What’s important is that you:

  1. Get the codes to begin with.
  2. Keep them in a safe/secure place you can access if you ever need them.

Typically each code can be used only once, but you can generate a new set of codes after you’ve successfully signed in. You would also disassociate your lost second factor from the account and hopefully set up its replacement.

Multiple two-factor

Another approach to protecting yourself from authenticator loss is to have more than one, if your online service supports it. That means you could:

  • Have two YubiKeys associated with the same account (if supported), keeping the second in a safe location in case the first is lost.
  • Enable Google-Authenticator compatible two-factor authentication in addition to YubiKey.
  • Enable email or SMS two-factor in addition to YubiKey.

With the exception of the first, however, by making the other approaches possible, you’re kind of side-stepping the extra security provided by the hardware key.

Do this

Use two-factor authentication.

Use a YubiKey if you like, particularly if the account you’re securing warrants an extra-tight level of security. Most people don’t need this, and other forms of two-factor will do quite nicely.

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Footnotes & References

1: NFC is Near Field Communication, a technology used to transfer data over short distances. NFC is based on the technology called RFID, also known as Radio Frequency Identification.

2: Literally. I just positioned my cursor in this document as I was writing it and pressed the button on my YubiKey to “type” what you see.

3: Other secure forms of recovery information are often used as well, including alternate email addresses, SMS messages, and more. Recovery codes are perhaps the safest, as they’re not associated with email addresses or phone numbers that sometimes fall out of date.

7 comments on “How Does a Hardware Security Key Like YubiKey Work?”

  1. Yubico, the manufacturer of Yubikey, also has an authenticator app available for desktop and Android phones which works the same as the Google and Microsoft authenticators, providing hardware encryption nearly everywhere.
    Instead of using the QR code on a website to link an authenticator app, there’s usually an alphanumeric code just below it. Copy that code into the Yubico Authenticator app (I also have a text file with the codes as a backup.)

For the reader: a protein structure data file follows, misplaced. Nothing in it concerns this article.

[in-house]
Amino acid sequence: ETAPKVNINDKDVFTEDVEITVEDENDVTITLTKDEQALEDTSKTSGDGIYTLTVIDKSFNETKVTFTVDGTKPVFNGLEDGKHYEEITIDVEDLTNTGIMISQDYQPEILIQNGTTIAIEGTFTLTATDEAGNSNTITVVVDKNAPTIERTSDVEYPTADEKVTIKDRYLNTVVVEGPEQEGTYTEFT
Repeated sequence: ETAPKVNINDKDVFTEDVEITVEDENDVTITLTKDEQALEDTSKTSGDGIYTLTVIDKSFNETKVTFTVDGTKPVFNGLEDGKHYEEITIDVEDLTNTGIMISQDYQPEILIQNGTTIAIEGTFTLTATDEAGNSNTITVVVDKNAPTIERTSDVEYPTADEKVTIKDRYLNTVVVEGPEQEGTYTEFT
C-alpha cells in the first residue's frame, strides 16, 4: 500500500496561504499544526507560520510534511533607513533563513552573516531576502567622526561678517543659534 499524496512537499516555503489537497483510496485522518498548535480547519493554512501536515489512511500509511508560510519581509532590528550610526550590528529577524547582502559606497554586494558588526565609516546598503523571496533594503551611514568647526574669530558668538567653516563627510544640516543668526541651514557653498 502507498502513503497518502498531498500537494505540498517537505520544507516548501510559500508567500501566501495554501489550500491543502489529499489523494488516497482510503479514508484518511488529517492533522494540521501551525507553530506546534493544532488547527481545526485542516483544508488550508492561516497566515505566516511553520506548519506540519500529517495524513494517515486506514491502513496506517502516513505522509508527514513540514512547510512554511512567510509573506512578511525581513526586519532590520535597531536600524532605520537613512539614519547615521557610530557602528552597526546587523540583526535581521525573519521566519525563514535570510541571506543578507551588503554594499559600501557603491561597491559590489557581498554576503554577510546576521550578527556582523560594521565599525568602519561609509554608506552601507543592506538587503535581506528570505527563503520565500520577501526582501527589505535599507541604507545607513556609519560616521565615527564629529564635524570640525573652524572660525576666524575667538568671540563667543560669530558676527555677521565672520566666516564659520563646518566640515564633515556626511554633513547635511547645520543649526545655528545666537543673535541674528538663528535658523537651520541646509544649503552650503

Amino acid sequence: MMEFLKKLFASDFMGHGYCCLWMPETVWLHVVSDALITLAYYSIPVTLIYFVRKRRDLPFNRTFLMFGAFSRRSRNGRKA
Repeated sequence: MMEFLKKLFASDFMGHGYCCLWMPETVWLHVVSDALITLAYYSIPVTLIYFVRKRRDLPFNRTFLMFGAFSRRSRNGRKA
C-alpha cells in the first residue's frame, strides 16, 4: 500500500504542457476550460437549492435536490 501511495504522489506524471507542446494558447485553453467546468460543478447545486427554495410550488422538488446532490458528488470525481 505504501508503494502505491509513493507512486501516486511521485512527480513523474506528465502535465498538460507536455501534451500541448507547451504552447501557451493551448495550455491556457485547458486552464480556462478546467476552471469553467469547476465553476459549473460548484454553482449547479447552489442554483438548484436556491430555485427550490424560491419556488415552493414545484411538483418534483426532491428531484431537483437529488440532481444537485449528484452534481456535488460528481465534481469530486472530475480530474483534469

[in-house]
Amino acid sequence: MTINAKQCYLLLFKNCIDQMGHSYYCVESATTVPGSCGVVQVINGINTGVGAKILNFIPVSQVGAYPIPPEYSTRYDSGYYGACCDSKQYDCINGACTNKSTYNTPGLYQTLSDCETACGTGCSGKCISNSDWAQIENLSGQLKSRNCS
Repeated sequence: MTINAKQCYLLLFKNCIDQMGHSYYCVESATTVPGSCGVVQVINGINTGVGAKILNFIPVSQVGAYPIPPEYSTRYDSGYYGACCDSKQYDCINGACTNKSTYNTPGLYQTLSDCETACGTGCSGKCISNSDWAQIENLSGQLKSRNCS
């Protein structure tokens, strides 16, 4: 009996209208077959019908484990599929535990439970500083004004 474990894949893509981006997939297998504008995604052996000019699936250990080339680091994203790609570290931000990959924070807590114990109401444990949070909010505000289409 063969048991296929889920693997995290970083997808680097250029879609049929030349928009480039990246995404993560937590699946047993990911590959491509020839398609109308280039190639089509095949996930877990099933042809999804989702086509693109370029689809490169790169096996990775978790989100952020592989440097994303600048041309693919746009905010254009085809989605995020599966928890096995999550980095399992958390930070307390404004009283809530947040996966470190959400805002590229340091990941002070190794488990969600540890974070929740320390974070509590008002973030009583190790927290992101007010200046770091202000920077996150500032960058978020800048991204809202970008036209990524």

When asked to provide an authenticator code when logging into a website, I open the Yubico Authenticator app, select the website I’m logging into, touch the Yubikey when prompted, and the code is generated and copied to the clipboard for pasting into website.
    The app works with a single Yubikey, which is when my text file comes into play. I can then take a second Yubikey, open the Yubico Authenticator app, and copy the codes from the text file into the app, giving me two keys or more to use.
    Two of my Yubikeys are NFC capable and work with my phone. And I do have several spare keys in case one goes missing.

  2. This is a very interesting article. Thank you Leo for constantly coming up with things I did not know I needed to know about.

    Does this device work with all websites that offer two-factor? If not, is there a way to find out without contacting all the websites individually?

    Have you heard of these devices being cloned by bad guys, who then successfully get into accounts belonging to others?

  3. Been using Yubikey for about 3 years. You cannot clone or copy the contents of a Yubikey to a second key. You must register each key with every site separately. A bit of a pain but worth the trouble. I have a USB-A and USB-C, (both NFC so my android phones can read them and I use them with the Yubico Authenticator app). If you wait they often run a nice Black Friday sale after Thanskgiving and I combined it with a another discount to get 2 keys for about $70 bucks.

  4. Also, there is a limit of 32 “accounts” you can configure on a single key. Given that some sites don;t allow for a key, it would be difficult to run out of space (I use 16 of 32 on my keys). Also, the small brass touch point on the key is NOT, I repeat NOT, a fingerprint reader – it merely acknowledges a person is touching the key (completing a circuit) to validate and generate a code.

  5. I bought 2 yubikeys about a year ago. So far, it works with one site that I use. My password manager has dozens of accounts that do not work with yubikeys. I am ready if the world ever improves.

    Might be more use to a Google, Facebook, Twitter, Cryptocurrency type of person.